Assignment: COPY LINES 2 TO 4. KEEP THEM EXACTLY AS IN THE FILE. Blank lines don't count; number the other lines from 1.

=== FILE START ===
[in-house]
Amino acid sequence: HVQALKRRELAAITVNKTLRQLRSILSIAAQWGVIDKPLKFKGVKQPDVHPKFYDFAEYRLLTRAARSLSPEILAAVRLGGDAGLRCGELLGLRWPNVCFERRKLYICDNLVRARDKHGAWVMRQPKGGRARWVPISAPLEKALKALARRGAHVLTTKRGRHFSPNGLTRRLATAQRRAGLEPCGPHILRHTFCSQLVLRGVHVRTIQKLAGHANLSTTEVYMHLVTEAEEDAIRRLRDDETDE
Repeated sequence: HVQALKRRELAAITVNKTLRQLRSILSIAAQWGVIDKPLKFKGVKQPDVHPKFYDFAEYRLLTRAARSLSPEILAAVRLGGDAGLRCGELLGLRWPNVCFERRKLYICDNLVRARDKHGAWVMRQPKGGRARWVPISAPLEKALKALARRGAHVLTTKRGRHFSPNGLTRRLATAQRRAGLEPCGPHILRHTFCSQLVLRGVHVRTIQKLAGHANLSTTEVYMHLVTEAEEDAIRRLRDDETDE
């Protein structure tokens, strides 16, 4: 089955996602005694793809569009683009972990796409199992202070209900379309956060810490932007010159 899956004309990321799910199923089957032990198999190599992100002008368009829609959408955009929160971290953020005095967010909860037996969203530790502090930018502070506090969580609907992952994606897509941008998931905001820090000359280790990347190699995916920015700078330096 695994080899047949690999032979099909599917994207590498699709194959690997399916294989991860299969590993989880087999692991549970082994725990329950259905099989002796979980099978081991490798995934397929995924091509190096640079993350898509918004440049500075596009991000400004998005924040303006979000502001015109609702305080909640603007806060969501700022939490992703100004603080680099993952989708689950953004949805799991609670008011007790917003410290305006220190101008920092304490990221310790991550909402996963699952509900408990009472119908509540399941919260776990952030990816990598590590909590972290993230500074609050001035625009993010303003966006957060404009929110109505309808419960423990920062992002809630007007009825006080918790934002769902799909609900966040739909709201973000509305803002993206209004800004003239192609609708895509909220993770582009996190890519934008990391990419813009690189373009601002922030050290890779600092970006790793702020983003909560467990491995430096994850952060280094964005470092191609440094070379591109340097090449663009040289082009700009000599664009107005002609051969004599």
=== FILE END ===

Amino acid sequence: HVQALKRRELAAITVNKTLRQLRSILSIAAQWGVIDKPLKFKGVKQPDVHPKFYDFAEYRLLTRAARSLSPEILAAVRLGGDAGLRCGELLGLRWPNVCFERRKLYICDNLVRARDKHGAWVMRQPKGGRARWVPISAPLEKALKALARRGAHVLTTKRGRHFSPNGLTRRLATAQRRAGLEPCGPHILRHTFCSQLVLRGVHVRTIQKLAGHANLSTTEVYMHLVTEAEEDAIRRLRDDETDE
Repeated sequence: HVQALKRRELAAITVNKTLRQLRSILSIAAQWGVIDKPLKFKGVKQPDVHPKFYDFAEYRLLTRAARSLSPEILAAVRLGGDAGLRCGELLGLRWPNVCFERRKLYICDNLVRARDKHGAWVMRQPKGGRARWVPISAPLEKALKALARRGAHVLTTKRGRHFSPNGLTRRLATAQRRAGLEPCGPHILRHTFCSQLVLRGVHVRTIQKLAGHANLSTTEVYMHLVTEAEEDAIRRLRDDETDE
């Protein structure tokens, strides 16, 4: 089955996602005694793809569009683009972990796409199992202070209900379309956060810490932007010159 899956004309990321799910199923089957032990198999190599992100002008368009829609959408955009929160971290953020005095967010909860037996969203530790502090930018502070506090969580609907992952994606897509941008998931905001820090000359280790990347190699995916920015700078330096 695994080899047949690999032979099909599917994207590498699709194959690997399916294989991860299969590993989880087999692991549970082994725990329950259905099989002796979980099978081991490798995934397929995924091509190096640079993350898509918004440049500075596009991000400004998005924040303006979000502001015109609702305080909640603007806060969501700022939490992703100004603080680099993952989708689950953004949805799991609670008011007790917003410290305006220190101008920092304490990221310790991550909402996963699952509900408990009472119908509540399941919260776990952030990816990598590590909590972290993230500074609050001035625009993010303003966006957060404009929110109505309808419960423990920062992002809630007007009825006080918790934002769902799909609900966040739909709201973000509305803002993206209004800004003239192609609708895509909220993770582009996190890519934008990391990419813009690189373009601002922030050290890779600092970006790793702020983003909560467990491995430096994850952060280094964005470092191609440094070379591109340097090449663009040289082009700009000599664009107005002609051969004599």